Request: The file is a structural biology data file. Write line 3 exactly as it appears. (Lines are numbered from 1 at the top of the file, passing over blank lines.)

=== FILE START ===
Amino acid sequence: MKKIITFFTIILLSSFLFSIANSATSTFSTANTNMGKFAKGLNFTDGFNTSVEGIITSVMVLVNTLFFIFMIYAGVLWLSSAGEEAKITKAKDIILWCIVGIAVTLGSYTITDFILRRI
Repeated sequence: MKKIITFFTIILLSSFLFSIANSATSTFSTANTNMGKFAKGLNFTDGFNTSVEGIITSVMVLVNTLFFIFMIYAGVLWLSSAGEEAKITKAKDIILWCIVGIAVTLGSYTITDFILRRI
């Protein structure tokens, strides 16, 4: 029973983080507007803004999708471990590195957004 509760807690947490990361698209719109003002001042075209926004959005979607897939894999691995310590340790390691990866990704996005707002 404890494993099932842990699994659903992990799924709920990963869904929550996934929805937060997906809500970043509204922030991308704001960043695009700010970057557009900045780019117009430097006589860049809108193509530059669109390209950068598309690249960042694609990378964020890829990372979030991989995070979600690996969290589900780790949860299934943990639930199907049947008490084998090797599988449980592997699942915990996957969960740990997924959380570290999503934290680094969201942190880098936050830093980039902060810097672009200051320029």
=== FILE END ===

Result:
């Protein structure tokens, strides 16, 4: 029973983080507007803004999708471990590195957004 509760807690947490990361698209719109003002001042075209926004959005979607897939894999691995310590340790390691990866990704996005707002 404890494993099932842990699994659903992990799924709920990963869904929550996934929805937060997906809500970043509204922030991308704001960043695009700010970057557009900045780019117009430097006589860049809108193509530059669109390209950068598309690249960042694609990378964020890829990372979030991989995070979600690996969290589900780790949860299934943990639930199907049947008490084998090797599988449980592997699942915990996957969960740990997924959380570290999503934290680094969201942190880098936050830093980039902060810097672009200051320029």